Napo sentence example

napo
  • Among the most famous were the expedition undertaken by Diego de Ordaz, whose lieutenant Martinez claimed to have been rescued from shipwreck, conveyed inland, and entertained at Omoa by "El Dorado" himself (1531); and the journeys of Orellana (1540-1541), who passed down the Rio Napo to the valley of the Amazon; that of Philip von Hutten (1541-1545), who led an exploring party from Coro on the coast of Caracas; and of Gonzalo Ximenes de Quesada (1569), who started from Santa Fe de Bogota.
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  • The rivers forming this system are the Maranon from Puerto Limon to Tabatinga on the Brazilian frontier (484 m.), the Japura, Putumayo, Javary, Napo, Tigre, Huallaga, Ucayali, Pachitea, Jurua, Purus, Acre, Curaray and Aguarico all navigable over parts of their courses for steamers of 4 to 8 f t.
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  • The latter state claimed sovereignty over the Napo and Maranon rivers on the grounds of the ecclesiastical jurisdiction exercised over this section of territory during the period of Spanish dominion, the government of Colombia asserting that these ecclesiastical rights to which Colombia became entitled after her separation from the Spanish crown carried also the right of absolute ownership. In a treaty signed by the three interested states in 1895 a compromise was effected by which Colombia withdrew a part of the claim advanced, and it was agreed that any further differences arising out of this frontier question should be submitted to the arbitration of the Spanish crown.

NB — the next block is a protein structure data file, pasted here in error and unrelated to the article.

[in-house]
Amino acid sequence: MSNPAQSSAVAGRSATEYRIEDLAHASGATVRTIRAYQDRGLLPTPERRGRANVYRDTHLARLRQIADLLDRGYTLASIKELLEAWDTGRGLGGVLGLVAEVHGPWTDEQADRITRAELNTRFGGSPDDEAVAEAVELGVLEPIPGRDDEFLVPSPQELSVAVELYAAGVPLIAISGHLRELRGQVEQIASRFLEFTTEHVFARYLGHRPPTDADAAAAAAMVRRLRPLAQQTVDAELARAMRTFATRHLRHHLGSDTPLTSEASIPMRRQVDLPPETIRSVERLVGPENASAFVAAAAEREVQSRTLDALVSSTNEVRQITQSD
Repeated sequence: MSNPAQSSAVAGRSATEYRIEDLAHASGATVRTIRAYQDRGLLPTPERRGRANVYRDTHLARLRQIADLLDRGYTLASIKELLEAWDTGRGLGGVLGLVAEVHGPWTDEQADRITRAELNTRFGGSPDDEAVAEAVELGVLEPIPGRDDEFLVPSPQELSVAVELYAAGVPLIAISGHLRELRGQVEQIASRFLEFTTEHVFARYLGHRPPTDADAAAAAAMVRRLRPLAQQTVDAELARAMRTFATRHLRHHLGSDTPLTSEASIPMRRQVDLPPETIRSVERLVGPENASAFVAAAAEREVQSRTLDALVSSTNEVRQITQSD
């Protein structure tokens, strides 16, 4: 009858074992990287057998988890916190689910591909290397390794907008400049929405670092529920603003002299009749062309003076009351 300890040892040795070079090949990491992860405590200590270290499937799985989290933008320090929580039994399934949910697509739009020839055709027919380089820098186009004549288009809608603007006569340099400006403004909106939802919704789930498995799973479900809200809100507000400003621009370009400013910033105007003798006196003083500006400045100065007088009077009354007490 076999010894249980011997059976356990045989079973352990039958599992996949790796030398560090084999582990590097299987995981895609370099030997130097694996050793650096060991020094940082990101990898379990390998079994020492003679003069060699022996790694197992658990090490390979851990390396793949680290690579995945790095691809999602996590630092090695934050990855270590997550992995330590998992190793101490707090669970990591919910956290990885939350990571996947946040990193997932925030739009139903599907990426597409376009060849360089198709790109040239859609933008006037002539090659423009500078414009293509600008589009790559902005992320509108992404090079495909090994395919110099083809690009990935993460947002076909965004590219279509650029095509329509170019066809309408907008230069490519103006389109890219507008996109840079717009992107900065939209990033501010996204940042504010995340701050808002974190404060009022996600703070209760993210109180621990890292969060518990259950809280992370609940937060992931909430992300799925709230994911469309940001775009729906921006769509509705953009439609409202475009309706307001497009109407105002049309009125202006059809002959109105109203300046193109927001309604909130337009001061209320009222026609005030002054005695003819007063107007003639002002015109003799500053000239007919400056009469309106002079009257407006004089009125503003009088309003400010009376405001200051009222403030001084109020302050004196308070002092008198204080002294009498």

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  • The maps of Ecuador, which are very defective, usually describe its territory as extending eastward to the Brazilian frontier, but as Peru is in actual occupation of the region east of Huiririma-chico, on the Napo river, 31 degrees west of that frontier, those maps cannot be considered correct.
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  • The Trans-Andine region is similar to the neighbouring territories of the upper Amazon basin occupied by Colombia, Brazil and Peru - a great forest-covered plain descending gently toward the east, broken on its western margin by short spurs from the Andes enclosing highly fertile valleys, and by low, isolated ranges between the larger river courses, and traversed by large rivers flowing into the Napo and Maranon.
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  • Farther north the rainfall becomes heavier, the plateau is covered with vegetation, and a considerable number of small rivers flow westward through the Cordillera to the Pacific. The Eastern Cordillera, or Andes, forms the water-parting between the two systems. The largest of the eastward-flowing rivers is the Napo, which rises in the eastern defiles of Cotopaxi and Sincholagua - the principal source being the Rio del Valle, which traverses the Valle Vicioso.
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  • It at first flows south by east, and at the village of Napo is 1450 ft.
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  • Orton estimates its current at Napo in the month of November as 6 m.
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  • Its breadth at Napo is only 120 ft., but at Coca it has widened to 1500 ft., and at its mouth to nearly 1 m.
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  • The Napo is navigable for steamboats for some distance above the mouth of the Coca, and thence for canoes as far as the Cando cataract, 3332 ft.